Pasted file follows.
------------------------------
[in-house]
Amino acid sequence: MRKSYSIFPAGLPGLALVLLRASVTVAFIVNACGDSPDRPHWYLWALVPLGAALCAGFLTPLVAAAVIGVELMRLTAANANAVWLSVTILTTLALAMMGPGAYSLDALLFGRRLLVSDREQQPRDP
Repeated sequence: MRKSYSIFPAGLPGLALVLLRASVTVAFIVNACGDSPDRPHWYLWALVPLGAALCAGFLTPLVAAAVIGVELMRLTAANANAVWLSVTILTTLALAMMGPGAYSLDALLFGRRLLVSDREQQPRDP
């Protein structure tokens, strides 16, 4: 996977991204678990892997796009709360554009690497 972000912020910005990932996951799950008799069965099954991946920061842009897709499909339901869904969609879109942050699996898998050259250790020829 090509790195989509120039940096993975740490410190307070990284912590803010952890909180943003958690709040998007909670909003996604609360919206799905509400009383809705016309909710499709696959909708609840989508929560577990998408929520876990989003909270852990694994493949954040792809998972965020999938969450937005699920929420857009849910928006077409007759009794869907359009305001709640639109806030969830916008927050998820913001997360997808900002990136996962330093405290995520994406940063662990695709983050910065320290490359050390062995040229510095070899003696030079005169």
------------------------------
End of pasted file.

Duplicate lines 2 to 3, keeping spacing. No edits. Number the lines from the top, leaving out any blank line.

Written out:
Amino acid sequence: MRKSYSIFPAGLPGLALVLLRASVTVAFIVNACGDSPDRPHWYLWALVPLGAALCAGFLTPLVAAAVIGVELMRLTAANANAVWLSVTILTTLALAMMGPGAYSLDALLFGRRLLVSDREQQPRDP
Repeated sequence: MRKSYSIFPAGLPGLALVLLRASVTVAFIVNACGDSPDRPHWYLWALVPLGAALCAGFLTPLVAAAVIGVELMRLTAANANAVWLSVTILTTLALAMMGPGAYSLDALLFGRRLLVSDREQQPRDP